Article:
• Gina Baleria

This is Civity Radio: Kim Roth Howe Searches for Purple in a Red/Blue Time

Updated: May 22, 2019

“You may not find reciprocity as you attempt to have conversations” across difference, said Kim Roth Howe, founding principal of Co-Creative Labs and TED Talk speaker of Searching for Purple in a Red and Blue Time. “Even if you do everything exactly right, and you come with the most open heart and most gracious perspective…, you still may not find any kind of mutuality. And, it's still worth it.”

Howe lives in Nebraska, and like many others across the country, she found herself concerned about deep political divides after the 2016 election. She told This Is Civity Radio that one interaction in particular shook her to the core.

“Somebody that I thought that I had a pretty good relationship with, we had an explosive interaction (on Facebook),” Howe said. “I shared some of my feelings about things, and her response was really unexpected. She posted a bunch of things accusing me of believing and saying and being things that just weren't true, and jumping in in some really destructive ways to other relationships and conversations I was having.”

Howe’s response was visceral.

“When I saw what she posted,” said Howe, “I physically stood up from my computer, ran out the front door of my house, and stood in the middle of the street. It felt the same way as if someone had thrown a rock through my window, and I expected to see her running down the street. So I found myself just standing like an idiot in the middle of the street going, ‘what the freak is happening right now?’”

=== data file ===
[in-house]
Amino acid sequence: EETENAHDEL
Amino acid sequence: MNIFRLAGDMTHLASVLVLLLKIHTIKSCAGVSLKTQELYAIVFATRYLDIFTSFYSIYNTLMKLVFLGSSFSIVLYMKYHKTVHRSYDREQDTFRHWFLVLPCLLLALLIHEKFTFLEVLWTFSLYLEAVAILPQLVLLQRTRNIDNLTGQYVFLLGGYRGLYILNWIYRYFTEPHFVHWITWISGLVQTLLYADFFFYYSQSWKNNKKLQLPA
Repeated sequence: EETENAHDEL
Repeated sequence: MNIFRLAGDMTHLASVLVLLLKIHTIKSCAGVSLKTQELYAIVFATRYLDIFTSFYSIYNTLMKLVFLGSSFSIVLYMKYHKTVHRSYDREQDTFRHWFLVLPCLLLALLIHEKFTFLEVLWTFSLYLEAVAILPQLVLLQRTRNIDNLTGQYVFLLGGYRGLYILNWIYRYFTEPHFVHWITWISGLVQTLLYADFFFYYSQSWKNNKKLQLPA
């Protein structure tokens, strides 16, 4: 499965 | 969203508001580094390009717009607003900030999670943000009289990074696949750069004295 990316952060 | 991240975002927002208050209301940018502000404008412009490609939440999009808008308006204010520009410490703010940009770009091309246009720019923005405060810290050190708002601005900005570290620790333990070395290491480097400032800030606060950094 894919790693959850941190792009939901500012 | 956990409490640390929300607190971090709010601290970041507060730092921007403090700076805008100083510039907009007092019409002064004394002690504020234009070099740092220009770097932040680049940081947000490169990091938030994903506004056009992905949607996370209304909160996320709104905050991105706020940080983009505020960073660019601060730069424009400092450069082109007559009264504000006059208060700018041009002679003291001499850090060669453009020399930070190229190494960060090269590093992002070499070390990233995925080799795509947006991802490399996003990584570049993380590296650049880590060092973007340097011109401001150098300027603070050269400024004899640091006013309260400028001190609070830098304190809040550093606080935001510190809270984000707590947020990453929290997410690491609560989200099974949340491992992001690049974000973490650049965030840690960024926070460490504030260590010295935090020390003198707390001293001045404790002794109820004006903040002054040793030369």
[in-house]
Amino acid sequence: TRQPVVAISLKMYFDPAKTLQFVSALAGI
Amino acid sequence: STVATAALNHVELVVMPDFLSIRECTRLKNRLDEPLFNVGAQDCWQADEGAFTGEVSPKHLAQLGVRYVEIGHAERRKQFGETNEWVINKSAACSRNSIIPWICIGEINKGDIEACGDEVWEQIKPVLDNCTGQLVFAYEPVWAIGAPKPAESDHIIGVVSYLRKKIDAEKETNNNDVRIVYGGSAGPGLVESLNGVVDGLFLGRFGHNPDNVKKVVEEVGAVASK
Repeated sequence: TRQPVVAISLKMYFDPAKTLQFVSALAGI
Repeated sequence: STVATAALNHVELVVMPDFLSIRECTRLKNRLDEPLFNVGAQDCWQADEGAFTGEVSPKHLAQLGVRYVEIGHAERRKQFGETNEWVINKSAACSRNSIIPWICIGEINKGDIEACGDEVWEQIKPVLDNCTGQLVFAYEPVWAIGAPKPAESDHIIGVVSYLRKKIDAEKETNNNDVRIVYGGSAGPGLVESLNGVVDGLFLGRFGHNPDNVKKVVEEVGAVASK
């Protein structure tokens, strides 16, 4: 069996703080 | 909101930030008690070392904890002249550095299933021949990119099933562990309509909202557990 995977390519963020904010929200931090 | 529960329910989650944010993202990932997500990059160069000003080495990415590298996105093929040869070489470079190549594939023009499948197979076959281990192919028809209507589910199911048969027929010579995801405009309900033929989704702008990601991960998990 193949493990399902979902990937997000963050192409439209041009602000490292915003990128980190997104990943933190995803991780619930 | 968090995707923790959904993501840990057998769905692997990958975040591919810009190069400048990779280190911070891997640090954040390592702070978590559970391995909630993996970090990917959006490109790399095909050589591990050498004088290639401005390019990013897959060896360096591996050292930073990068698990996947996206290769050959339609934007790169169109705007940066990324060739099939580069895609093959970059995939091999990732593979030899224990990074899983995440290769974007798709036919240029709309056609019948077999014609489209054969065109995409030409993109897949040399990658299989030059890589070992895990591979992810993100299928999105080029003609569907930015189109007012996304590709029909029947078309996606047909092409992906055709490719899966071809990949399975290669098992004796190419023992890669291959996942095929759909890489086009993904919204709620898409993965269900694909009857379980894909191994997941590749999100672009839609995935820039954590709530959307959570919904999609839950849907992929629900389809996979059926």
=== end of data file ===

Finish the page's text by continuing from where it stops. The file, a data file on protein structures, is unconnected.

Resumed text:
Howe then ran to the house of another friend who had a different political perspective.

“I wanted to find somebody on the other side who I felt like I could still connect with as a human person,” she said. “Unfortunately, he wasn't home, but I thought that was an interesting gut response. All of this felt like just animal instinct—I need to talk to another person who believes the same things that this woman does and almost have them say, ‘It's okay. We're still in this together.’ So I came home and immediately concocted this idea that we have to do this differently.”

Howe’s idea was to invite a total of 1,200 neighbors over (not all at once!) for dinner in small groups to discuss their political perspectives, share stories, and hopefully find common ground.

Her online interaction with her neighbor “made me realize, this whole thing we have is predicated on this idea of ‘don't ask, don't tell.’ There are certain things we don't want to know about each other, and one of those things is where our political alignment is,” Howe said. “I felt that was a really fake way to build community, if we just pretended that these important elements of ourselves didn't exist…. I felt, if we're going to actually make this community happen, we better know each other for real.”

About 40 “brave souls” took Howe up on her offer to attend a dinner of about six to eight people at a time. Howe, who had participated in Civity training through the Omaha New Leaders Council, said that storytelling is key to helping people engage across divides, because stories can help us connect values and see common experiences.

For example, she asks people to “tell the story of a time when you realized (an issue) was important to you or a person that's connected to this story for you. And, what are some of the real life experiences that have built your feelings about this over time. One of the questions I really like to ask is, ‘When you cast your vote, what were you hoping that your vote could help create in the world that you don't see now? What's the world that you want to bring to reality that you're not seeing at the moment?’ Then, you dig from there.”

Howe said there have been some profound moments at these dinners.